Unless there is a room above it already, the existing garage roof - originally designed to keep the rain off your car - is most likely going to need to be upgraded in any garage conversion. Which type corresponds to your garage roof?

Flat Roof - This will need to be ventilated with a 50mm gap between the underside of the roof and any insulation as standard.
Pitch Roofs - Extra insulation can be placed between the ceiling and the roof, just as in a normal loft.
Ventilation
Any room in a house must have adequate ventilation and the level of ventilation required depends on the room type - bathrooms and kitchens obviously require more than bedrooms or studies. An opening window must be installed which equals one-twentieth the rooms total floor-area. Additional ventilation comes in the form of trickle ventilators and alternative means of ventilation may be discussed on a case-by-case basis with the Building Control Body. New kitchens, toilets, bathrooms, shower rooms and utility rooms must be fitted with a mechanical extractor fan with performance levels measured in litres per second.

Electrics
Any electrical work needs to be carried out in accordance with the British Safety Standards 7671, you can find out more at the website of the British Standards Institution (BSI).

Can my loft be converted?
Before you do anything else, you need to work out whether your loft space is actually suitable for a conversion.

Most houses will come with an allowance for permitted development, which means that you can go ahead with your conversion without planning permission. However, if you live in a conservation area, or if, for example, your roof space isn't tall enough, it may be more complicated.

You can ask a builder, architect or surveyor to visit your home and check this out for you, but there are also a couple of checks that you can carry out yourself prior to this.

Look for other conversions on your street
An easy way to get an idea of whether your loft can be converted is to see whether any similar houses on your street have had loft conversions. If you do spot examples, it's more likely to be a possibility. If you can, it's also worth going one step further and asking to take a look at the loft of anyone in your street that has had it done.

Measure the head height
The minimum height you need for a loft conversion is 2.2m, and you can easily measure this yourself. Take a tape measure and run it from the floor to the ceiling at the tallest part of the room. If it's 2.2m or more, your loft should be tall enough to convert. Victorian houses tend to be lower than those built from 1930 onwards, so may not have sufficient head height.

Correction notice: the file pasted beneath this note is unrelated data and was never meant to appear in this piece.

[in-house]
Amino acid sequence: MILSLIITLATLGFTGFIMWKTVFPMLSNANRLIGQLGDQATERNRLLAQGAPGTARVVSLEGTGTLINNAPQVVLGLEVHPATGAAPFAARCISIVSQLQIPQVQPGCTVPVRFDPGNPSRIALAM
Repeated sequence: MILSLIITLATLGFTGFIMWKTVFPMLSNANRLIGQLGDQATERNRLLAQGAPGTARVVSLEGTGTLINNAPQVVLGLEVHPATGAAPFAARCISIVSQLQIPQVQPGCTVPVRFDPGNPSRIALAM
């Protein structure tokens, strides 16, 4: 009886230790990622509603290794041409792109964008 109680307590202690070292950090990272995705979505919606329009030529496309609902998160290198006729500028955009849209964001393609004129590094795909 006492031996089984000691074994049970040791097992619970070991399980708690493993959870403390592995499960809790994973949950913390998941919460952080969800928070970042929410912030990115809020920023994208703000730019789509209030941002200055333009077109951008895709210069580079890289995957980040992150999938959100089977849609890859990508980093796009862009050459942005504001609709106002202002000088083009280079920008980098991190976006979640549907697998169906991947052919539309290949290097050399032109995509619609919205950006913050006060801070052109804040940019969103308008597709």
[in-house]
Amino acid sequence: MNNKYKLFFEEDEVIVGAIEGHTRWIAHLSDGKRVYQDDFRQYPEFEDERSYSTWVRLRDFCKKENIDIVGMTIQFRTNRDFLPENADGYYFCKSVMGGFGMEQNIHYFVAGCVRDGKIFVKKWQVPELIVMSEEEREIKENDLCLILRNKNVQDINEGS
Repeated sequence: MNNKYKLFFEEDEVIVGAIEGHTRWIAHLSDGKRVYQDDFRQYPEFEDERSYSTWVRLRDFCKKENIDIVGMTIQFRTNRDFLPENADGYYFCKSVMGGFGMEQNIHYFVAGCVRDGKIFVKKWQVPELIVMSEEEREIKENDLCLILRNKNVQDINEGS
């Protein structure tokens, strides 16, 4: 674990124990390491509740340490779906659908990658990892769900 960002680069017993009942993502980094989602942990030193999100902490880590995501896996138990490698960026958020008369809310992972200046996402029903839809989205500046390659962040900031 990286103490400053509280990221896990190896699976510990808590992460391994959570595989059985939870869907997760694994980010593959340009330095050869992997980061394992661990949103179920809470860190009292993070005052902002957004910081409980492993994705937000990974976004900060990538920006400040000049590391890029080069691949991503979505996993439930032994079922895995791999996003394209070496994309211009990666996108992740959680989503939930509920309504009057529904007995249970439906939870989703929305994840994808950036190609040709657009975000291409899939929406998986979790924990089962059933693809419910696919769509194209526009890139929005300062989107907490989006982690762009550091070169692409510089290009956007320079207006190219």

Head height in your loft conversion needs to be 2.2m or more

Check what type of roof you have
Depending on when it was built, your house will either have roof trusses or rafters. By looking through your loft hatch, you should be able to tell straight away what type of roof you have.

Rafters run along the edge of the roof and will leave most of the triangular space below hollow. Trusses are supports that run through the cross-section of the loft. Converting a loft with trusses is possible, but extra structural support is needed to replace the trusses, and it's likely to be more costly.

Consider the floor below
Many people neglect to factor in changes to the floor below the loft when planning a conversion. It's worth having a think about where the staircase is likely to go and how much room it might take up. Even a well-designed space-saving staircase could take up a sizeable chunk of a room, so make sure you have space you're happy to lose.
Which type of loft conversion should I go for?
There are four main types of loft conversion: roof light, dormer, hip-to-gable and mansard. The one you choose is likely to be determined by a number of factors, including the type and age of house you live in, and your budget.

1. The roof space is inspected for suitability
An inspection of the inside of the roof space will provide information as to its suitability for conversion. The main features to initially consider include height, access and obstacles. Here, a water storage tank and chimney stacks formed the main obstacles, but the height and pitch suggested that conversion was possible.


2. An architect or surveyor will confirm suitability and create plans
An architect or surveyor will confirm the loft’s suitability for conversion. It is also necessary to take into account whether the building will be adequate to take the added load of a conversion. Following this, plans are drawn which also provide a basis for cost analysis, and what tasks can be done on a DIY basis.

3. The loft is cleared and prepped
With Building Control approval, work can be started by clearing the loft space.

4. Rewiring is assessed
The electrical wiring and other services that are attached to joists and binders must be removed and rerouted. It provides a good opportunity to replace and improve the original wiring. This requirement is likely to mean that some services may not be available until the new wiring and any pipework can be replaced.

5. New floor joists fitted
The new floor joists can now be fitted. The actual sizes will depend upon the spans, but might typically be 50mm x 220mm C24 or C16 timbers spaced at 400mm intervals. Where there is a window or door opening below this is bridged by doubled-up timber suspended between doubled-up joists. The intermediate joists are attached to the window bridge using joist hangers. New wiring and any required pipework can now be installed.